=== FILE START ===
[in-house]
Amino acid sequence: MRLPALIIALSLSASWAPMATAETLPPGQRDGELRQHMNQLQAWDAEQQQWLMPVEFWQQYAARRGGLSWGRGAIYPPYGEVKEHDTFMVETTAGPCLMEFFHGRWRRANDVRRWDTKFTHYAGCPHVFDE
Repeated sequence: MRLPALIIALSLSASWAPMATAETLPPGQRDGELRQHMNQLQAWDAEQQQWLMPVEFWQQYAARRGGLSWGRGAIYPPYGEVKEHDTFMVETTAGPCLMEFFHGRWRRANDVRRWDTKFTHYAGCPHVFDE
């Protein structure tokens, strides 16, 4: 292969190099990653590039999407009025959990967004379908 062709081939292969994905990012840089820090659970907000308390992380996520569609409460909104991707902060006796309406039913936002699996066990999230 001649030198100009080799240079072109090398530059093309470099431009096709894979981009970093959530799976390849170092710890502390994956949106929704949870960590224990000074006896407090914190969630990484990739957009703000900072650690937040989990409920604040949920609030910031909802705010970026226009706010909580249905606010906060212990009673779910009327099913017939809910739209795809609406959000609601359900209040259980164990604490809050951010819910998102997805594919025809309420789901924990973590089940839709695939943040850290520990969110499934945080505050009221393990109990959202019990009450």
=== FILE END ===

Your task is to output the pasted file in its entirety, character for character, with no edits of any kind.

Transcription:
[in-house]
Amino acid sequence: MRLPALIIALSLSASWAPMATAETLPPGQRDGELRQHMNQLQAWDAEQQQWLMPVEFWQQYAARRGGLSWGRGAIYPPYGEVKEHDTFMVETTAGPCLMEFFHGRWRRANDVRRWDTKFTHYAGCPHVFDE
Repeated sequence: MRLPALIIALSLSASWAPMATAETLPPGQRDGELRQHMNQLQAWDAEQQQWLMPVEFWQQYAARRGGLSWGRGAIYPPYGEVKEHDTFMVETTAGPCLMEFFHGRWRRANDVRRWDTKFTHYAGCPHVFDE
């Protein structure tokens, strides 16, 4: 292969190099990653590039999407009025959990967004379908 062709081939292969994905990012840089820090659970907000308390992380996520569609409460909104991707902060006796309406039913936002699996066990999230 001649030198100009080799240079072109090398530059093309470099431009096709894979981009970093959530799976390849170092710890502390994956949106929704949870960590224990000074006896407090914190969630990484990739957009703000900072650690937040989990409920604040949920609030910031909802705010970026226009706010909580249905606010906060212990009673779910009327099913017939809910739209795809609406959000609601359900209040259980164990604490809050951010819910998102997805594919025809309420789901924990973590089940839709695939943040850290520990969110499934945080505050009221393990109990959202019990009450």